The Sack Suit

 This ad for a sack suit is in the New York Public Library’s Digital Gallery, and is dated 1900.  Click on the picture to enlarge it.  The model is drawn to be svelte, but the jacket is still big.  On an ordinary man, the jacket was big and boxy.

The caption reads, “The New Bowdoin Sack Suit” and below it, “About the nobbiest that you will see this season.”

I love the style of the text — the voice — in ads around 1900.  They all sound as if they were written by the same person.

Sack suits were more casual than knee-length suit jackets, called frock coats or frock suits, which were formal but still for daytime.

“The sack suit … was leisure wear for men who might wear a frock coat, and the best clothes of vast majority of American men,” writes Walter Nelson.  “A banker would wear a sack suit to a picnic, and a cowboy or farmer would wear it to church,”  he writes at  The Gentleman’s Page , an entertaining resource about historic menswear on http://WalterNelson.com.

Author: Pamela Tartaglio

For my vacation, I'd like to go to America a hundred years ago. Instead, I visit cool historic places, art museums and read. I share on my blog, Past and Present with Pamela. People who aren't history buffs tell me they enjoy these glimpses into the past. Please come and visit.

5 thoughts on “The Sack Suit”

  1. This is a great topic. I see items about women’s Victorian and Edwardian clothing, but little about men’s attire, earlier and later. Thanks for sharing!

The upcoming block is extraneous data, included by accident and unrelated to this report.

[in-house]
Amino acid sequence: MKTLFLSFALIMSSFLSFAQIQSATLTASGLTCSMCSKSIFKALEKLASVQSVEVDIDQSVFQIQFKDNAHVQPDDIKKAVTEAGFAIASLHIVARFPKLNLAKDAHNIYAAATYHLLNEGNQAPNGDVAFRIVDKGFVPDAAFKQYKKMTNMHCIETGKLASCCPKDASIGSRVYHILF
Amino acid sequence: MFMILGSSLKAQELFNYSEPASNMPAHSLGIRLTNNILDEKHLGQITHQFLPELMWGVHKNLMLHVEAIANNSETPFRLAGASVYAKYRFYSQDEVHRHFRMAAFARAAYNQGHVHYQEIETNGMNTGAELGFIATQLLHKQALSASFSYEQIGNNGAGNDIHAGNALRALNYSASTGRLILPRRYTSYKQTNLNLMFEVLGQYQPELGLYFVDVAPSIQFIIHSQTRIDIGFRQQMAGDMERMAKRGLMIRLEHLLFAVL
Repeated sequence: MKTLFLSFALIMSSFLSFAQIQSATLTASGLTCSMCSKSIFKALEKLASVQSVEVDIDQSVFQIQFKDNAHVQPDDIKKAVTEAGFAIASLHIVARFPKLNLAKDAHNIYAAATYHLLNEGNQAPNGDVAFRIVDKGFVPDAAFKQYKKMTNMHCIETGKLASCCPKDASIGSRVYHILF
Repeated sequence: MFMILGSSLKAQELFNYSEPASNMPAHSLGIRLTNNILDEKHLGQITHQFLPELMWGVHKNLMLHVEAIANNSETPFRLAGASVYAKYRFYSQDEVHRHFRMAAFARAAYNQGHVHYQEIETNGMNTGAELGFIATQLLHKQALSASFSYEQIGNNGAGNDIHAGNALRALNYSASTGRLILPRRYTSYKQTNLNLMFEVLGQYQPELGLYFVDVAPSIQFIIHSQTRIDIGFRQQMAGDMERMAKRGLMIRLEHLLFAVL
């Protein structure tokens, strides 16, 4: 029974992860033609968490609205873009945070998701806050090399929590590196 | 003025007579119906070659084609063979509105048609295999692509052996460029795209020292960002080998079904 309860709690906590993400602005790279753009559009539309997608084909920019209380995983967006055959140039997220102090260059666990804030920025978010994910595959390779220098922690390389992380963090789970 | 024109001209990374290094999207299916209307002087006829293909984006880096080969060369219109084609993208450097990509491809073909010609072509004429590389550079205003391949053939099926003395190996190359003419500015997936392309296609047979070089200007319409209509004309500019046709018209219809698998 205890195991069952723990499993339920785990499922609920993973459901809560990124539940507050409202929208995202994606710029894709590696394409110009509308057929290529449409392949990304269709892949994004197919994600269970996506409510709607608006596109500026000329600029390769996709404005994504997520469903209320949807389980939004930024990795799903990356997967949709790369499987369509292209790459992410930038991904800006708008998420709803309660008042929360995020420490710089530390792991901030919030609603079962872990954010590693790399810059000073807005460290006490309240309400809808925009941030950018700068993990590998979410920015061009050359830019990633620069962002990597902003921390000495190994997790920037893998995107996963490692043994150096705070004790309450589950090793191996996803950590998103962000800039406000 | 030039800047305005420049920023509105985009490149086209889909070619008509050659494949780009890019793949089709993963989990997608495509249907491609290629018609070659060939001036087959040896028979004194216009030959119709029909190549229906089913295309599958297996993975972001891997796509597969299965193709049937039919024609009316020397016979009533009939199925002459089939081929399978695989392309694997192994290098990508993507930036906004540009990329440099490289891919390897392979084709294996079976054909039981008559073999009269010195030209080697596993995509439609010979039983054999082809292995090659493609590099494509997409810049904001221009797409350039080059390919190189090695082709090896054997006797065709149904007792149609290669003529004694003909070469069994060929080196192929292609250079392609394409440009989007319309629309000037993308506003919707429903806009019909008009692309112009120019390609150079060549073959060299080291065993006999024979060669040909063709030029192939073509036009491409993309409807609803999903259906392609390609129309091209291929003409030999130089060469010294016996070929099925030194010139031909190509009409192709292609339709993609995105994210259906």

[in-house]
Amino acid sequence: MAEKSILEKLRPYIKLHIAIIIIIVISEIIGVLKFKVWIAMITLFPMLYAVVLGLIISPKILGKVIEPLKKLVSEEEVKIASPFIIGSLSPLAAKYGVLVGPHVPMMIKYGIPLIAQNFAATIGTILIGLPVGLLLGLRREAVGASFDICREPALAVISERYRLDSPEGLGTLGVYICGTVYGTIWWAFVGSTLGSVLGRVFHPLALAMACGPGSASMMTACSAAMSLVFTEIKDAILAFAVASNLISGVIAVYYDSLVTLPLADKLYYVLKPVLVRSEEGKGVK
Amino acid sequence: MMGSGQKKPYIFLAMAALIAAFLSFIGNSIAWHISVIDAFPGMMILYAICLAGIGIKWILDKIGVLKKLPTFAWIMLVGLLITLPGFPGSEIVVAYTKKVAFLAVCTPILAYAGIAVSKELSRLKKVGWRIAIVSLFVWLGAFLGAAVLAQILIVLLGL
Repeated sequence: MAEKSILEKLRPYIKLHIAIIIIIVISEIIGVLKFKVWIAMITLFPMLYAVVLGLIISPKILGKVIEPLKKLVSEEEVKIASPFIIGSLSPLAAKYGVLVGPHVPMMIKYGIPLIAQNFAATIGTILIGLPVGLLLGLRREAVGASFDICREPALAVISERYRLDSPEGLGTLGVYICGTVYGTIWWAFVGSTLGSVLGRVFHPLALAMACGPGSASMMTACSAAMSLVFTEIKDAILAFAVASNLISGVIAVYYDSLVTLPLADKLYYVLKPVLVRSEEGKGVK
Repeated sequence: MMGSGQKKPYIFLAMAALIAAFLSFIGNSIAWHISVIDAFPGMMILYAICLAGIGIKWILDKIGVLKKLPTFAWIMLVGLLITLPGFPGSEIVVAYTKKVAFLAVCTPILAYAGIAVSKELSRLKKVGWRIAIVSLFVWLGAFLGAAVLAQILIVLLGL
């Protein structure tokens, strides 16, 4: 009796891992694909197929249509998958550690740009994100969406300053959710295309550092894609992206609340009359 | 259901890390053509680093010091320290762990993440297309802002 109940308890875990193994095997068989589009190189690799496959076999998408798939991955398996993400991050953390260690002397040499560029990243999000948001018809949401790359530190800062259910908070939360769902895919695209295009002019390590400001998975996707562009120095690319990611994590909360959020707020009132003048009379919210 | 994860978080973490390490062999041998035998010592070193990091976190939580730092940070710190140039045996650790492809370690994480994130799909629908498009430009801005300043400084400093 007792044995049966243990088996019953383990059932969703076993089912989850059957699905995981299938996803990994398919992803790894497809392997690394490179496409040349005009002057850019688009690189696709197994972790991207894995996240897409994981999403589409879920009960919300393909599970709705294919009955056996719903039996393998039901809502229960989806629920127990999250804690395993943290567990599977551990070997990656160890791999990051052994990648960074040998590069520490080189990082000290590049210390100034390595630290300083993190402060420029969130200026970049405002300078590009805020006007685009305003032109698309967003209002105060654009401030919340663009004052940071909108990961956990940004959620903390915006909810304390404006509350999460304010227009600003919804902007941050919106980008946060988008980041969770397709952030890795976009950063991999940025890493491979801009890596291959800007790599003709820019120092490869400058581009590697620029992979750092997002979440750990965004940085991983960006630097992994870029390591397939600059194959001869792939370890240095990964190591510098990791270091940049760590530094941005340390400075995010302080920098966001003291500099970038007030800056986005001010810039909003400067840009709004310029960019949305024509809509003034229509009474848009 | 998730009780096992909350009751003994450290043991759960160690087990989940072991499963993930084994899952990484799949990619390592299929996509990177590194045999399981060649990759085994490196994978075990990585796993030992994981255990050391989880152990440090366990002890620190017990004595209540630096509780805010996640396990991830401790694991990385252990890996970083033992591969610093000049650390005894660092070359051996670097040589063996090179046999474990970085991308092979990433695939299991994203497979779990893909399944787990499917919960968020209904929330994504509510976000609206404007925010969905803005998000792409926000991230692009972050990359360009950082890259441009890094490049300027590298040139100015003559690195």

2. Yes, and there is a big difference between a sack suit and a frock suit, in class as well as cut, and it matters to the readers of historical fiction and nonfiction. I’ll have to post more photos of these suits. Besides, those knee-length frock coats are sexy. Think Wyatt Earp. Thanks for leaving a comment, Joyce.

Leave a comment. We'd love to hear from you.

Fill in your details below or click an icon to log in:

WordPress.com Logo

You are commenting using your WordPress.com account. Log Out / Change )

Twitter picture

You are commenting using your Twitter account. Log Out / Change )

Facebook photo

You are commenting using your Facebook account. Log Out / Change )

Google+ photo

You are commenting using your Google+ account. Log Out / Change )

Connecting to %s